Newsletter: Fluid Borders

Longyearbyen 10.10.22
Fall is slowly transitioning to winter in the Arctic, but the cold which accompanies this wonderful season is different this time. (Photo: Arne O. Holm).

Dear reader; the French energy titan TotalEnergies operates with fluid borders when they import Russian gas which it sends on throughout Europe. A choice that could have legal consequences. At the same time, Russia’s aggressiveness increasingly requires new Arctic strategies and cooperations in the West.

High North News presents an interesting development of Russian liquified gas making its way into Europe. 

Whereas imports of natural gas via pipeline have decreased substantially, the flow of Russian LNG into Europe continues unabated, with large volumes shipped by French major TotalEnergies. And it does not stop there. 

Minutes after the article was published, the AFP news agency announced that the French energy titan can now face legal action for “complicity in war crimes”.

 HNN will follow up on the case. 

The gust from Moscow 

Anchorage, Longyearbyen, Reykjavik. Editor-in-Chief Arne O. Holm’s journey through the Arctic, where fall is slowly transitioning towards winter, involves a cold gust from Moscow which sends shivers down people’s spines. 

“We who live in the North are used to dressing for cold and ice, but how do we protect ourselves from despots with blood on their hands?” asks Holm in this week’s commentary. 

Fall brings about more than cold temperatures. It is also the time of the year when Arctic leaders meet up in Reykjavik on Iceland to discuss, make agreements, and be updated on what is happening in the various corners of the Arctic.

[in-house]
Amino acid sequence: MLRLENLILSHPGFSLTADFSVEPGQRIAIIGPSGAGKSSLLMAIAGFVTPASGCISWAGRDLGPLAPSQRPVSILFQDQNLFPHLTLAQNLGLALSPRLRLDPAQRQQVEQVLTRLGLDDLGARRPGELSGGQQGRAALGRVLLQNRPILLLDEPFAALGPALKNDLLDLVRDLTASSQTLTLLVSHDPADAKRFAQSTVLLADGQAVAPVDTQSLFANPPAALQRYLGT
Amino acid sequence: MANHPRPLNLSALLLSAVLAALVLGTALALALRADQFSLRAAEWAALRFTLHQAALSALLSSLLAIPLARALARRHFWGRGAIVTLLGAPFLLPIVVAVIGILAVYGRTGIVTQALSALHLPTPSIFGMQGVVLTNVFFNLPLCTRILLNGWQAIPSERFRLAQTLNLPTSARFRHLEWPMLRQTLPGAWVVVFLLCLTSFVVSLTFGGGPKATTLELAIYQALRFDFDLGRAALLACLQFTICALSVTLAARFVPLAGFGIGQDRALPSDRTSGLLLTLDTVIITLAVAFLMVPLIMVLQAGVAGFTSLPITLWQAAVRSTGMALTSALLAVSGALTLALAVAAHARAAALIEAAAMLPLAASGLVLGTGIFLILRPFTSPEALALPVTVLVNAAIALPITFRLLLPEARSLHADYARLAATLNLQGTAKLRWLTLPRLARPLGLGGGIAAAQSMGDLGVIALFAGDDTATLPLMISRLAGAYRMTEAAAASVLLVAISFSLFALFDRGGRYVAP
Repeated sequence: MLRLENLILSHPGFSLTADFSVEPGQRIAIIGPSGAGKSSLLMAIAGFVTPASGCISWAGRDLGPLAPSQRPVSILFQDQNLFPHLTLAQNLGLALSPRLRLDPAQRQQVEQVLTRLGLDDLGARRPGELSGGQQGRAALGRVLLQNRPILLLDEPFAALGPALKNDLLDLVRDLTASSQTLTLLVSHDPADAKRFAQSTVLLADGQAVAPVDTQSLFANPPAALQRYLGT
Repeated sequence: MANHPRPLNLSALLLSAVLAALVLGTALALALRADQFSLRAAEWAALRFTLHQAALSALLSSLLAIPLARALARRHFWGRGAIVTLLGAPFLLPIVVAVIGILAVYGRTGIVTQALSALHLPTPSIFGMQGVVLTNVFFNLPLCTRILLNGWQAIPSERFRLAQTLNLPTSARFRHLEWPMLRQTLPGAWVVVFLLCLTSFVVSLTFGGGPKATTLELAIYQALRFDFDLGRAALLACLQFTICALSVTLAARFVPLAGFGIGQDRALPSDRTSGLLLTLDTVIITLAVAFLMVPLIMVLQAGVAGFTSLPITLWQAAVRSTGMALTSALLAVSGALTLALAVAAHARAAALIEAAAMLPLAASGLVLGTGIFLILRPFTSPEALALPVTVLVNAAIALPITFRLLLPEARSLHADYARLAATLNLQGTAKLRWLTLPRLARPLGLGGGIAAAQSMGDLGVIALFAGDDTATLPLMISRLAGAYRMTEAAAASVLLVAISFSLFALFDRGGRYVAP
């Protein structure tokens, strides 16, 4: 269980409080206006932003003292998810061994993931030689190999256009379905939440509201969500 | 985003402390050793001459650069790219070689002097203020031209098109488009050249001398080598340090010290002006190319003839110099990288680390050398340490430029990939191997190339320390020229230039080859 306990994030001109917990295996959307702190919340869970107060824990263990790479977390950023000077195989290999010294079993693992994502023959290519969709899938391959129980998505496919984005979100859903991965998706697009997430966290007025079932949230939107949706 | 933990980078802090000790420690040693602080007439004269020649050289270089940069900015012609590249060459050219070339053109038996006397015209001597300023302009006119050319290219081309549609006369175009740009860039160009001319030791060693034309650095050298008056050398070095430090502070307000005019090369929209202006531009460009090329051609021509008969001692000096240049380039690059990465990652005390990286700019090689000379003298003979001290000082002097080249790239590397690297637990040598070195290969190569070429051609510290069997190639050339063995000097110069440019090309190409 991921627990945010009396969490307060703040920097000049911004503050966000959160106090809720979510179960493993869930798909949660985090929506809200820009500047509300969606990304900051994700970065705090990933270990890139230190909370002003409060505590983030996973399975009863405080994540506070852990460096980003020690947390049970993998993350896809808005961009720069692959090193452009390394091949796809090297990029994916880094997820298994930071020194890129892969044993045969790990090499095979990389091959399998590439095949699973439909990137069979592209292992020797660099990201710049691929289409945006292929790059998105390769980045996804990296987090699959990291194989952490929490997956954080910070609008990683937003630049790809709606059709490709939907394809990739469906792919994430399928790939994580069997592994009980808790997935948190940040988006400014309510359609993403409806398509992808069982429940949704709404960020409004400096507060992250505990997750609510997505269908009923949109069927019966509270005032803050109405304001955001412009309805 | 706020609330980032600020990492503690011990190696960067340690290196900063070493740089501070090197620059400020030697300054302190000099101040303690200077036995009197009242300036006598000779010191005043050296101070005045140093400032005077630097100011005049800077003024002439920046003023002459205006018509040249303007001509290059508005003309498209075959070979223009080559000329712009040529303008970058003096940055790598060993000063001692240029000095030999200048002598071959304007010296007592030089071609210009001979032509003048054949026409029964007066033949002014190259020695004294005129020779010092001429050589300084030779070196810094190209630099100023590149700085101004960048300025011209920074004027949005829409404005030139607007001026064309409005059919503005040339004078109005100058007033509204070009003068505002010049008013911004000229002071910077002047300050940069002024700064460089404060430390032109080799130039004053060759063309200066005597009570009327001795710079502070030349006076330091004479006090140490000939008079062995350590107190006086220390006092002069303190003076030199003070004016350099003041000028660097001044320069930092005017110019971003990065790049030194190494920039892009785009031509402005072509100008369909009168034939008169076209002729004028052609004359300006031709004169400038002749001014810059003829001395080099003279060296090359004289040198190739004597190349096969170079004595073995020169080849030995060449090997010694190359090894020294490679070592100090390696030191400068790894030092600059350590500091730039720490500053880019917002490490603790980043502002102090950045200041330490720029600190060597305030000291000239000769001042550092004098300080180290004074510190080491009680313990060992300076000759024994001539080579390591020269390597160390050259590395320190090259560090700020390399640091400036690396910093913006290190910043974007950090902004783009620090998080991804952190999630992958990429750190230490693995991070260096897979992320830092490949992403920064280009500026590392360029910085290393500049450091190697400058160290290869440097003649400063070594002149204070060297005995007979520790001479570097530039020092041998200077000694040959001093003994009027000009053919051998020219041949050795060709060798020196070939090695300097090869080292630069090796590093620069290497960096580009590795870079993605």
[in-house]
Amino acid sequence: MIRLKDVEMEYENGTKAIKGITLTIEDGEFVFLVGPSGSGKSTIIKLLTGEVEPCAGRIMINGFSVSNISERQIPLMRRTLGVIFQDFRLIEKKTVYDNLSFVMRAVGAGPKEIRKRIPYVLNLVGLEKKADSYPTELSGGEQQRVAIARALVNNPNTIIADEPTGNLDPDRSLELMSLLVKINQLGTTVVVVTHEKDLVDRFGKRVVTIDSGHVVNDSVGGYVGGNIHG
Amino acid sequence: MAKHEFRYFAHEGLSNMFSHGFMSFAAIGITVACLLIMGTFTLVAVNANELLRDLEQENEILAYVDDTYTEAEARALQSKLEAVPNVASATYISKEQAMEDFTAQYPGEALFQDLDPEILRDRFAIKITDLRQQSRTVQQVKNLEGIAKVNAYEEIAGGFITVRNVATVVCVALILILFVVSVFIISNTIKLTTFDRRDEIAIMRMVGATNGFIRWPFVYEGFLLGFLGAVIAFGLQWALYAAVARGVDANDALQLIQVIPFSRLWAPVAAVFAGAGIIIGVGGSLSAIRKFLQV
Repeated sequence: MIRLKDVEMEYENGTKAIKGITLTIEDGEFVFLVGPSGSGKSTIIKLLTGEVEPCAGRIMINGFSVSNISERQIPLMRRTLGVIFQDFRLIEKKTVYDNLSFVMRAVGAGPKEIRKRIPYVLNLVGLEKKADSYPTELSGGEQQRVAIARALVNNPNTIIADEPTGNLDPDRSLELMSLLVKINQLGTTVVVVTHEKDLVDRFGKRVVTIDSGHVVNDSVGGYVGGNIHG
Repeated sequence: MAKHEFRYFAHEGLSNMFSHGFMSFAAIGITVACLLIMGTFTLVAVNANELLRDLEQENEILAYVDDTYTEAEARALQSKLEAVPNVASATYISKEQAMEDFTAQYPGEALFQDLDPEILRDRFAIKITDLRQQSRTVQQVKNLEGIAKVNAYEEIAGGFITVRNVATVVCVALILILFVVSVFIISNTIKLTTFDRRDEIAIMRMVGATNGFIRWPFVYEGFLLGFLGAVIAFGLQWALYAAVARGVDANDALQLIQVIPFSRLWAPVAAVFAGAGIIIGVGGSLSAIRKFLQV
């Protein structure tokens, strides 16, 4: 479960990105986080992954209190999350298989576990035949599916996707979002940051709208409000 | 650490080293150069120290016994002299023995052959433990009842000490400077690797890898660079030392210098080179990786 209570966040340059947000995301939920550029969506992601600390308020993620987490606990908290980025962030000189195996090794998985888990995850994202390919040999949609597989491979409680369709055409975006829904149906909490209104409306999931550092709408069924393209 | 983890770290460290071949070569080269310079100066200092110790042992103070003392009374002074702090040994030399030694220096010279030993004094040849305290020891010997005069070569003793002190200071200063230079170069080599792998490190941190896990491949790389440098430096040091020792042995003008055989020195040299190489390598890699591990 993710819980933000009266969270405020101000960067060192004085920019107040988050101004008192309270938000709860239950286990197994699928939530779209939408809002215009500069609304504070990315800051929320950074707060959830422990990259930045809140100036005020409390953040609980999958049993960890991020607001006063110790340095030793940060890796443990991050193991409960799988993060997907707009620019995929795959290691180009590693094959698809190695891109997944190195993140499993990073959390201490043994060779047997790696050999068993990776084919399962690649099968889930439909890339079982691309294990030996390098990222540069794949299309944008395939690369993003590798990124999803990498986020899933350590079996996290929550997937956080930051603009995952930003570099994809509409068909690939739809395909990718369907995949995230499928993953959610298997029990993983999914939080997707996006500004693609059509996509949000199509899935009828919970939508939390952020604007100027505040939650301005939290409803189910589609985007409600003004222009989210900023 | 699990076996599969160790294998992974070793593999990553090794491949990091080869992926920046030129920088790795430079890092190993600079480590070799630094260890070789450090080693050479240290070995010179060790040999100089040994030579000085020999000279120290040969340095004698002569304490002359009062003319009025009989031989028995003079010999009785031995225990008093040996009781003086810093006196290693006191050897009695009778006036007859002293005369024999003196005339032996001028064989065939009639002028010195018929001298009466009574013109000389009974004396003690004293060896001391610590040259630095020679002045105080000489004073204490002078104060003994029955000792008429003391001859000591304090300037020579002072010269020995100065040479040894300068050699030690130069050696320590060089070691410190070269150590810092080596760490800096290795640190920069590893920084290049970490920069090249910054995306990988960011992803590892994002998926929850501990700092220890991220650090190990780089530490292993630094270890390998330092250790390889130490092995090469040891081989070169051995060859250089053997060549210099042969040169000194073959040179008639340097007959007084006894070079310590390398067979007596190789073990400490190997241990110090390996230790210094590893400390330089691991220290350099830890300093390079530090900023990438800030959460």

This year, three indigenous leaders took the main stage when the Arctic Circle conference was opened, and rarely has the message been clearer: you are welcome to cooperate but on our terms. 

The constant crises the world finds itself in are natural topics for discussion in Reykjavik. 

The US’ new Arctic strategy was discussed and it was praised by Iceland’s Prime Minister Katrin Jakobsdottir, among others. 

The US points to climate change, as well as the maintenance of international cooperation despite increasing strategic competition from Russia and China, as the main challenges in the region for the next decade. 

The new US strategy is vocal about Russia’s aggression in Ukraine by referring to it twelve times throughout the document. In the strategy document the US's role is viewed as an upholder of international law, rules, norms, and standards in the Arctic,” writes Alexandra Middleton in an op-ed to High North News. 

A new report on Finland’s role in the Arctic and the effects of Russia’s invasion of Ukraine also paints a challenging picture going forward for cooperation in the region.

Saturday HNN also broke the news of Chinas stand on The Arctic Council without Russia.

Sanctions and cooperation 

Increasing political pressure causes the Faroe Islands to now reevaluate their fishery cooperation with Russia. 

We can also report that the president of Turkey has signed a bill on the country's accession to the Svalbard Treaty. The bill will be processed in the parliament’s general assembly in the coming days. 

Read about this and more at High North News. 

There you have it – the week in the North. As the rector at Akureyri University said the other day; The cold is the new hot. Feel free to share the newsletter with other interested parties. 

Wishing you a good weekend on behalf of the editorial team, 

Sincerely, News Editor Trine Jonassen